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Put Compensation Front and Center


In theory, a compensation philosophy is a formal written statement that reveals the company's stance on employee pay and rewards. Compensation philosophies vary from company to company. However, they often involve addressing the "what," "why," "how," "how much" and "how often" of employee rewards in a manner that aligns with the company's mission, vision and strategic objectives. Ultimately, the result is a synchronized set of practices and policies that guide decision-making when it comes to creating and distributing compensation.




In practice, a compensation philosophy is more than a formal document. It is also a product of the company's culture, as the structure of the philosophy is indicative of how employees can expect to be treated in terms of rewards.


Without a compensation philosophy or policy, the organization has no frame of reference for rewarding its employees, resulting in an ad hoc approach, where there's no consistency or theoretical or practical basis from which to work.


Conversely, a well-designed philosophy focuses on attracting, retaining and motivating employees through base pay and salary structures, cash or noncash incentive pay such as bonuses and stocks, and benefits such as health insurance and retirement savings. Though consistency is imperative, the philosophy also needs some level of flexibility in order to reflect changing market conditions and the business's position at a given moment.


Building the philosophy


Compensation philosophies are usually drafted jointly by company executives and the human resources team. A number of factors should be taken into consideration during the development phase, including the company's size, financial position, industry and objectives. Also important are market salary data and the level of complexity involved in finding the right talent.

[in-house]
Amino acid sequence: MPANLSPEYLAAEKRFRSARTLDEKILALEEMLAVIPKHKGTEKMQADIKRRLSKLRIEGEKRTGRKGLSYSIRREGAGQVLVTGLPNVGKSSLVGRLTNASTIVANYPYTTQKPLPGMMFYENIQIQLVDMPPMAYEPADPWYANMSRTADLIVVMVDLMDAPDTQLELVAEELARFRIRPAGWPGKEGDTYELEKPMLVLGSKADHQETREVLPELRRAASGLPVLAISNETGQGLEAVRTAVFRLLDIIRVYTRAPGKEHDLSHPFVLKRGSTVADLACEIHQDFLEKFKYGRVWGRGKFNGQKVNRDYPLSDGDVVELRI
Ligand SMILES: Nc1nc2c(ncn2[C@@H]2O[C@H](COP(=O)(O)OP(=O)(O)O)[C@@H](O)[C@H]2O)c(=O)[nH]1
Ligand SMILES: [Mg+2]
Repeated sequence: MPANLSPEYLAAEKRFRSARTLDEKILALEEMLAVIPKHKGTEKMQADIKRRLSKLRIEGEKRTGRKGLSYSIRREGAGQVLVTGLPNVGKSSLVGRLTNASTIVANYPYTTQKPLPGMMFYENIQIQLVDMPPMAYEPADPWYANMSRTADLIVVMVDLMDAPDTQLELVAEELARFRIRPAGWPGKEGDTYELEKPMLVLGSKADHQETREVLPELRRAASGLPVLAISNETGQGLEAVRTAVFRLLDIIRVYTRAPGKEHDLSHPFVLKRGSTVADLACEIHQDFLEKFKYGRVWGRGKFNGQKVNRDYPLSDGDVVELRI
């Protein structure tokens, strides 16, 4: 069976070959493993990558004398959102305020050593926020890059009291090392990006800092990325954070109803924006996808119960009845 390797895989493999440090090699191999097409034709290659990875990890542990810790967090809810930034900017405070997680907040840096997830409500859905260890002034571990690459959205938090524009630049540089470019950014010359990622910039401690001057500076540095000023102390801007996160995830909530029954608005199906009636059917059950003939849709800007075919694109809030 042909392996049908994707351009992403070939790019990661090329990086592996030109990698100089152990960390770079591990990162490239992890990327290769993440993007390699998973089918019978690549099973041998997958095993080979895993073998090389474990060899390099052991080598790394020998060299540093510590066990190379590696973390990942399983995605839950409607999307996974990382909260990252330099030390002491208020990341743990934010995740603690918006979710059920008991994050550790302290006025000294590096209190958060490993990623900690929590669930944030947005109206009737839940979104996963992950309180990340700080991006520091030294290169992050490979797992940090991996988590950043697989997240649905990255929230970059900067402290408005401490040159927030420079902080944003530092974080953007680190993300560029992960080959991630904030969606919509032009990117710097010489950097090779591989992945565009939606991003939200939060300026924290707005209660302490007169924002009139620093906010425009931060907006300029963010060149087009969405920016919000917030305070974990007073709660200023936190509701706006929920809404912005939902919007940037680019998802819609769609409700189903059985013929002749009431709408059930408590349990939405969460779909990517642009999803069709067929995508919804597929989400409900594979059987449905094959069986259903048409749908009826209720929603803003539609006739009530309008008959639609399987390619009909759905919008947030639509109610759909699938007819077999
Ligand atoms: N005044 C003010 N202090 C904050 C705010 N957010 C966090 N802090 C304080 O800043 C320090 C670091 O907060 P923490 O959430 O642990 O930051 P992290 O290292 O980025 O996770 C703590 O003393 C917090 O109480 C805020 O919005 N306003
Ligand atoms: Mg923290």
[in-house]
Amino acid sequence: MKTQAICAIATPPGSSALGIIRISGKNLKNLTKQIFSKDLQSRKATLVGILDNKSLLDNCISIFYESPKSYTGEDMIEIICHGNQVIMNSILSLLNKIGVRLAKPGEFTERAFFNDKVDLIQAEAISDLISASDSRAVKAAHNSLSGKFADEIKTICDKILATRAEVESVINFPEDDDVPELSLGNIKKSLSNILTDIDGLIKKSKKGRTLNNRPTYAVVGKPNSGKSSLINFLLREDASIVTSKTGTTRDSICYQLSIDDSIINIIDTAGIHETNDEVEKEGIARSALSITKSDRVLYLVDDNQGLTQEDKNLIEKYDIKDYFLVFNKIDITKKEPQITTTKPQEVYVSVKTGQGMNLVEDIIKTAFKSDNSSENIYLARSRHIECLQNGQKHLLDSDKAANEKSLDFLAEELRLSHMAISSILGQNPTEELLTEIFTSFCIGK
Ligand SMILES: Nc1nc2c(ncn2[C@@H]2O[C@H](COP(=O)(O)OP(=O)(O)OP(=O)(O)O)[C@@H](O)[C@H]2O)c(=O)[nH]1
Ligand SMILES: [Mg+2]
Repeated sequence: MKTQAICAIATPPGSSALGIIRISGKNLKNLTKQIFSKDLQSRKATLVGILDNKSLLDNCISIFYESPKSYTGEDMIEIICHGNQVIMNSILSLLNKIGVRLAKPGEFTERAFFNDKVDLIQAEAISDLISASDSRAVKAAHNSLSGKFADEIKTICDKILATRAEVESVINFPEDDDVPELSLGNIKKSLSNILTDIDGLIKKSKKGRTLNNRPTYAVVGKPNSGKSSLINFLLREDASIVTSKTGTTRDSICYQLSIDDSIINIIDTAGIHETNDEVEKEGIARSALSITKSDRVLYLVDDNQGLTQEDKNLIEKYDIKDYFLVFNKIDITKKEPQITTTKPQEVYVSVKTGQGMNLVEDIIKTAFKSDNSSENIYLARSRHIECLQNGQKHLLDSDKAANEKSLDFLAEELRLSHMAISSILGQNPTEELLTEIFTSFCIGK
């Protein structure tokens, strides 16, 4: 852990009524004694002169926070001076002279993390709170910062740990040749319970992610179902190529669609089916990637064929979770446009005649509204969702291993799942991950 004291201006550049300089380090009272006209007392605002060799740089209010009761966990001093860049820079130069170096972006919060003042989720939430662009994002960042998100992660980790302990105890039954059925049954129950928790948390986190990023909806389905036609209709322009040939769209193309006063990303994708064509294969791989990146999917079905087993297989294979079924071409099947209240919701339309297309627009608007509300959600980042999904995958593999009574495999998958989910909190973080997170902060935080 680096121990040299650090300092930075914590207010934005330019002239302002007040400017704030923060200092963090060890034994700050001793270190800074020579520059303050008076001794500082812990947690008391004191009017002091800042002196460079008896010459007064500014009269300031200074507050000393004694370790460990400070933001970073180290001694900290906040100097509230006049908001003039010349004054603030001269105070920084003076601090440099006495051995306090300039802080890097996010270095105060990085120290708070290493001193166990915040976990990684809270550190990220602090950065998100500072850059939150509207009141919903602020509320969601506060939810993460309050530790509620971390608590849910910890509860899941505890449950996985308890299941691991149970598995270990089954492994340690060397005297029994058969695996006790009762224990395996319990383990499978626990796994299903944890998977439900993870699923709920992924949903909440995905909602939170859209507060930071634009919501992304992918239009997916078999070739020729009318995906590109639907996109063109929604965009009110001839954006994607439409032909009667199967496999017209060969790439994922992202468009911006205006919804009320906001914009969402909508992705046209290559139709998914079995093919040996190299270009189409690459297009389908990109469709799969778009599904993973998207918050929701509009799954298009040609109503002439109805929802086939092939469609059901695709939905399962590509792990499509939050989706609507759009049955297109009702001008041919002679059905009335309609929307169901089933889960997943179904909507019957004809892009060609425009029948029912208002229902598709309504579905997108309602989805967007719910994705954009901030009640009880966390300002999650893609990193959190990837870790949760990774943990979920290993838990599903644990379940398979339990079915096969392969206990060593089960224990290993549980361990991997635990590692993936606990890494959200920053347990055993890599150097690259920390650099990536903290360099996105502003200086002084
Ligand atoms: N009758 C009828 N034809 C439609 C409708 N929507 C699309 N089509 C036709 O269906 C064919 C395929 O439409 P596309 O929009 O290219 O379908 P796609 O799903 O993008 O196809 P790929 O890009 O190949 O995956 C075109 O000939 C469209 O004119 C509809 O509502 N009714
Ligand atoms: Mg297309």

As noted, compensation philosophies typically address:

•What (types of compensation).

•Why (reasons for the compensation).

•How (strategies for supporting the goals of the organization).

•How much (quantifiable basis for payment).

•How often (frequency of disbursements).


You'll need to review your compensation philosophy from time to time to ensure it echoes current market conditions affecting your business. For example, when there's a shortage of skilled workers, you may need to pay a higher salary in order to secure the right fit. You would also need to update your compensation philosophy so that it supports this need.


Further, the philosophy should promote compensation policies that are equitable, transparent and perceived as fair by employees. These policies must comply with applicable federal, state and local employment laws. Also, you'll need an effective strategy for communicating the philosophy and related policies to employees.


In conclusion, it's critical for businesses to have a well-stated compensation philosophy, as it not only helps foster a culture of transparency and trust but also enables the creation of a rewards strategy that aligns with business goals.


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